A few words to give you the gist of our last few meetings, just in case you missed them
Our November speaker, Matt Simpson from Simpson’s Seeds gave a talk on the restoration of the kitchen garden at Longleat.
Here is what a committee member said of the meeting.
Matt Simpson of Simpson’s Seeds gave an interesting and far ranging talk about the origins of his business with his father in Surry and their move from a suburban back garden to the walled garden at Longleat in 2000. Matt has the benefit of two large glasshouses where he grows his plants hydroponically. We learnt that as well as marigolds as a companion plant, lemongrass, a tender perennial is an excellent greenfly deterrent.
Matt grows some 57 varieties of tomatoes and also a wide range of chillies. His motivation is to keep alive old varieties of flavoursome tomatoes whilst developing new strains.
He has been involved in breeding a very hot chilli pepper which measured 1.5million Scovilles (the chilli pepper heat scale) the hottest grown in the UK! This was achieved by treating the chilli pepper badly, hitting it and breaking off leaves and branches, an experience comparable to being nibbled by wild animals which leads to the defence of an increase in the heat of the pepper in the hope that the animal will not eat it. The audience was fascinated.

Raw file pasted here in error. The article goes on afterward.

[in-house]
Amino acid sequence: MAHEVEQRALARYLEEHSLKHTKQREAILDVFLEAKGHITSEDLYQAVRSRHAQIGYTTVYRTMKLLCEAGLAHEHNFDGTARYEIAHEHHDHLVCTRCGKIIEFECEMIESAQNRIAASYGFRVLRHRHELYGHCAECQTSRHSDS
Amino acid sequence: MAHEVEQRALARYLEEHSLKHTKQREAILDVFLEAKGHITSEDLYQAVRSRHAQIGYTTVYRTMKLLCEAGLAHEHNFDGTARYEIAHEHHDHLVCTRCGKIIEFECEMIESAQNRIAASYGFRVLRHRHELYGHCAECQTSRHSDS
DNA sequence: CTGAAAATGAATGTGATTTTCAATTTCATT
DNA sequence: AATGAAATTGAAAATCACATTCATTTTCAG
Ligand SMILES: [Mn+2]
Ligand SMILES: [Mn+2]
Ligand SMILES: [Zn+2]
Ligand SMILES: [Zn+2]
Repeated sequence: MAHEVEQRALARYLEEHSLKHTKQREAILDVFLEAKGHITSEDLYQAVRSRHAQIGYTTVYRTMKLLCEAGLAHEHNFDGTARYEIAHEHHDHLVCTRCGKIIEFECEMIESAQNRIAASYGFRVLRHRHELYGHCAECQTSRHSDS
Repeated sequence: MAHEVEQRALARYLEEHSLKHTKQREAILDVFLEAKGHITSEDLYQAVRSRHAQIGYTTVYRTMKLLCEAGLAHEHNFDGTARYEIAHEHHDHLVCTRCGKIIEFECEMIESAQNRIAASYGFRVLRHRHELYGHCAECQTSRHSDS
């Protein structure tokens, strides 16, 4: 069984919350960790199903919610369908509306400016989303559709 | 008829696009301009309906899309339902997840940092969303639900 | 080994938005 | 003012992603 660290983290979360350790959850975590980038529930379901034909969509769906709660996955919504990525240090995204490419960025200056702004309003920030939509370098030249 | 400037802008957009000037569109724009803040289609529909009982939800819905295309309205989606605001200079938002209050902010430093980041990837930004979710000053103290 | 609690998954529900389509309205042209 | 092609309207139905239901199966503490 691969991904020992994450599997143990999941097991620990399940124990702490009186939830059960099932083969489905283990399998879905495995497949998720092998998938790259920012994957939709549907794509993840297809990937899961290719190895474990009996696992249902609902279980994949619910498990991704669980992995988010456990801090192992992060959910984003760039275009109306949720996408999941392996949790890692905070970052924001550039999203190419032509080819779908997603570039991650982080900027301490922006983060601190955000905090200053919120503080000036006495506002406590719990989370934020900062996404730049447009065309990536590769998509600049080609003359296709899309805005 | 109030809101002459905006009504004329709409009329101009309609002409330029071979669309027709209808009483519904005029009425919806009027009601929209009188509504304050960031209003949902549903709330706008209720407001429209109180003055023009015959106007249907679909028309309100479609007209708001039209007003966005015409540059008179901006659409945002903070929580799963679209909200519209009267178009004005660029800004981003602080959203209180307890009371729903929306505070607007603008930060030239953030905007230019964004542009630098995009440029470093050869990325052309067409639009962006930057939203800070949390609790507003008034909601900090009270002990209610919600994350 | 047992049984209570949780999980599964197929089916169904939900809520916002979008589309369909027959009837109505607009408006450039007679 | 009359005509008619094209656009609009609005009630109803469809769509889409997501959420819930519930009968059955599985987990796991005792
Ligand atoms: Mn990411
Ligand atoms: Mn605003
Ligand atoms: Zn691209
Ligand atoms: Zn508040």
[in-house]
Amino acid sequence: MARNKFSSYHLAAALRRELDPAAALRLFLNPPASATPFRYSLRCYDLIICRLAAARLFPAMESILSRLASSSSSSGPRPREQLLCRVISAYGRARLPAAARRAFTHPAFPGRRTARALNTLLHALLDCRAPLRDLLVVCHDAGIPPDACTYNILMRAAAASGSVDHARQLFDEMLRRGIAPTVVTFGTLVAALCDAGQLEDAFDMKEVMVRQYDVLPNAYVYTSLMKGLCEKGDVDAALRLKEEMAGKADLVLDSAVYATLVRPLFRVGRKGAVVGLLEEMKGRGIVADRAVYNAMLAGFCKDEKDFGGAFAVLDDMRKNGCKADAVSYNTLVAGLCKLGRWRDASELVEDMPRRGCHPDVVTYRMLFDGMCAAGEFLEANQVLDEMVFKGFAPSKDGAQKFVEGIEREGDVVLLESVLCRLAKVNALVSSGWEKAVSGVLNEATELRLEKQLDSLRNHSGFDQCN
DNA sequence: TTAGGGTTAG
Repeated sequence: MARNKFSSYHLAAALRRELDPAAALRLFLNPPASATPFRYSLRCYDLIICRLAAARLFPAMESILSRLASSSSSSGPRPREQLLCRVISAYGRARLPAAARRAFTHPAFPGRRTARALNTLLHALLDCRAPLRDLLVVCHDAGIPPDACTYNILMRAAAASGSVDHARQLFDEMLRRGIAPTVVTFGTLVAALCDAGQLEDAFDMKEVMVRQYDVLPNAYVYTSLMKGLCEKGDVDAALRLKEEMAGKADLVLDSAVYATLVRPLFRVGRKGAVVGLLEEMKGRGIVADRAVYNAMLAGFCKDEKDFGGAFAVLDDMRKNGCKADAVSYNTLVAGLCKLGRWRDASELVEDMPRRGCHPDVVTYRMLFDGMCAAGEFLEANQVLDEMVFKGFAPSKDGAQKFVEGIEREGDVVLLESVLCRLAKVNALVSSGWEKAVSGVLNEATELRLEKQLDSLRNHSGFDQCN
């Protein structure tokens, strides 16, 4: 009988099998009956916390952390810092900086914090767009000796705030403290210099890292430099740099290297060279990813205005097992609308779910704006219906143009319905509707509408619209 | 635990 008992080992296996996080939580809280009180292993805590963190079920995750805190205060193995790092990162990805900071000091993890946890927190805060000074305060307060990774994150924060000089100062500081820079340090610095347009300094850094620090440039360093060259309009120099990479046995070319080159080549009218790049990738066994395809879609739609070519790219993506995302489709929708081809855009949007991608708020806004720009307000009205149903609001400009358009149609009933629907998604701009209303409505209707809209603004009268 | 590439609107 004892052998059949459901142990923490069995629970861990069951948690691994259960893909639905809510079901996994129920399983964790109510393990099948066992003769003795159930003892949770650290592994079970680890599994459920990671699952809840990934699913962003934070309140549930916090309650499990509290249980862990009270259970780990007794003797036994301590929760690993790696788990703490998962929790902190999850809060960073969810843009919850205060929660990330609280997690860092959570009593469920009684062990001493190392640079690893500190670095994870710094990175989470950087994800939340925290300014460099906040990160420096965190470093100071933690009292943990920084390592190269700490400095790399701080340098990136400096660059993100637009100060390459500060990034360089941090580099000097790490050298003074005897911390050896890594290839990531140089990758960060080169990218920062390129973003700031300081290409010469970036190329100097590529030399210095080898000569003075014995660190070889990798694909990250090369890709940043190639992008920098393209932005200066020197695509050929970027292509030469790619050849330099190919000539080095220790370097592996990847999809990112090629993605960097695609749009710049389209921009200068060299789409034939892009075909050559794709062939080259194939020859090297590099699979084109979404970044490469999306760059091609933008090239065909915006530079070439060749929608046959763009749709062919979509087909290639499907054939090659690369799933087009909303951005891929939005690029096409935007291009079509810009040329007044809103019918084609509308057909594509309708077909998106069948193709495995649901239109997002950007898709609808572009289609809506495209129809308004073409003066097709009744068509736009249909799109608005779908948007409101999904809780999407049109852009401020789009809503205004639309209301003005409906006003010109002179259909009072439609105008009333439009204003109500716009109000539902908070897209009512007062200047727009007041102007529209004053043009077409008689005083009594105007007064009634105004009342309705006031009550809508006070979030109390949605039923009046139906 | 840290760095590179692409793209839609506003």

One member who thoroughly enjoyed the talk had the following to say.
The Simpson’s Vegetable Seeds business began when Mr Simpson Snr, convalescing after a bad accident, received a present from America wrapped in a gardening paper. Tomato seeds were ordered from one of the adverts and so began a burgeoning business in the back garden as in ‘The Good Life’. The neighbours found this tiresome and more land was needed anyway. Longleat were asking for somebody to take on their walled garden…
The talk was amusing and instructive, illustrated with old fashioned slides showing the very hard work involved in bringing this neglected walled garden back to life – the rubbish from previous incarnations, the trials and tribulations of hail and snow destroying the greenhouse glass, the storm that wrecked everything and the tomatoes cooked on the bushes in the scorching polytunnel. The garden succeeded, raised beds flourished and so did the business, perhaps too well, so that when Longleat required some land back for their own purposes it was no hardship to give it up and pay less rent!
Throughout the talk there were anecdotes and stories, grape vines, customers and wolves howling at the moon – lions too, apparently. So entertained were we that when the speaker said he had been rambling on for 55 minutes we couldn’t believe it; but he said he must just tell us about the peppers, the journalists and the BBC… Matt Simpson can come again.